Watch for Fall Color

Welcome to the beginning of Fall, arriving now in our region.  In this view of the breaks along the Missouri River, deciduous trees and shrubs are beginning to change color. The thing is, this happens whether we notice or not.

Trees and shrubs that lose their leaves in preparation for winter, have leaves with green pigment that traps light so that along with air and water, plants make their food. Leaves of these trees change color as the amounts of their pigments change until leaves fall. 

As the light quality changes in Fall, the green pigment has diminished, and red or yellow pigments or red/yellow (orange) pigment in the leaves is what we see.  The red or yellow pigment helps the tree produce its last food before the leaves fall. This gray twig dogwood stand of shrubs, also along the river, have a reddish hue now and earlier were green.

If you notice how leaves change color, the pattern of color change differs among trees and shrubs. At this stage, the buckeye tree almost looks as if it has orange decorations on it now. Later the tree will turn orange.

Not all trees and shrubs of the same kind, change color at the same rate. While there are environmental differences among locations, there is a lot of variation in leaf color change. Here are two hackberry trees growing by each other; one changing and the other is green.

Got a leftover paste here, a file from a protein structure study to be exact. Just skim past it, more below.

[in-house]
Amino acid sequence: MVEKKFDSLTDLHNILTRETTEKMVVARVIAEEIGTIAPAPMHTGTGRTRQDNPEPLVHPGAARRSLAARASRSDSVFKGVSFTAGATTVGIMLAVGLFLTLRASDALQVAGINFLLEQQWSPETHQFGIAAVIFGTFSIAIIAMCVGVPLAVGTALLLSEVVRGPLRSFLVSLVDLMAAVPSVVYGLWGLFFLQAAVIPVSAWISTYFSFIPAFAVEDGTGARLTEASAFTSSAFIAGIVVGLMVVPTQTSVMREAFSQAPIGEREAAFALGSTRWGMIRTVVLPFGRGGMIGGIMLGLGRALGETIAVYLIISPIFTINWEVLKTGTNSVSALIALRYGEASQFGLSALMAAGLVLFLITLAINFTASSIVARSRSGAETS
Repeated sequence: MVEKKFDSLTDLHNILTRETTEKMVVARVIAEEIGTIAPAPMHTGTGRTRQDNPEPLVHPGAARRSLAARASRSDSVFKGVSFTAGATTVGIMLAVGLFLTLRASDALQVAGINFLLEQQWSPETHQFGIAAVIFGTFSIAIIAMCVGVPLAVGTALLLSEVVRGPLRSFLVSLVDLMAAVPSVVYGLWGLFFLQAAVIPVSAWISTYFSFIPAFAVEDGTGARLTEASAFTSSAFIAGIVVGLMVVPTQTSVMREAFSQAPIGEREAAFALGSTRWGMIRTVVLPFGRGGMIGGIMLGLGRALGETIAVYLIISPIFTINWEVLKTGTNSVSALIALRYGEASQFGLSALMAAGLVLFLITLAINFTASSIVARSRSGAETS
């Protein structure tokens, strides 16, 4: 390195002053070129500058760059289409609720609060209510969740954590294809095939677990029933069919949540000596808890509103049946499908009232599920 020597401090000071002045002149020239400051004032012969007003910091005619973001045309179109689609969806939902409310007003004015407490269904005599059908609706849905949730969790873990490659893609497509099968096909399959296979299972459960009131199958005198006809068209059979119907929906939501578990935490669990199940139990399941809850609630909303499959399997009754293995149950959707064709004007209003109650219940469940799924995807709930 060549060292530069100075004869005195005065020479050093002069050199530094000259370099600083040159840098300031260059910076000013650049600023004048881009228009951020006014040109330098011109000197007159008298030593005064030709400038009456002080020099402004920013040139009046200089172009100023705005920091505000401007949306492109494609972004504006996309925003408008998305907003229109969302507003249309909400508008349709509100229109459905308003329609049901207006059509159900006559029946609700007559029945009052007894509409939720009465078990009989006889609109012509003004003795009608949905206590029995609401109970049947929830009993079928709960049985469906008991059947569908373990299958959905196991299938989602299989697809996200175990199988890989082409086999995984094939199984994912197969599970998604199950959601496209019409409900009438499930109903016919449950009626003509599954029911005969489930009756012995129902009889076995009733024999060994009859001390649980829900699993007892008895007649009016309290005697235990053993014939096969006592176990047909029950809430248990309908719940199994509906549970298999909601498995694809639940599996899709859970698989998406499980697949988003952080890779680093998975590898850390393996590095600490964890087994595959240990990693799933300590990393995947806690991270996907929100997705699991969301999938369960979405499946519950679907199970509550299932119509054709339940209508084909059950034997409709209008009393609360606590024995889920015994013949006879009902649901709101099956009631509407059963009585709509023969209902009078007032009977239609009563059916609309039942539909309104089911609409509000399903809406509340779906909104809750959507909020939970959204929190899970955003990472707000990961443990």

There’s a lot to see as leaves change color! Thanks for your visit, today and always. Please comment if you wish.

3 thoughts on “Watch for Fall Color

  1. Autumn color is not appreciated near the coast of California, partly because it is not expected here. Most people here are not from here, and many are surprised that the weather can get cool enough for such color. Several species color well with just minimal chill.
    Anyway, are those Eastern redcedar in the first two pictures?

  2. I am sorry if I say this twice. My comment did not seem to go through.
    I mentioned that autumn color is not appreciated near the coast of California, likely because it is not expected. Several species develop good color with minimal chill here.
    Anyway, are those Eastern redcedar in the first two pictures?

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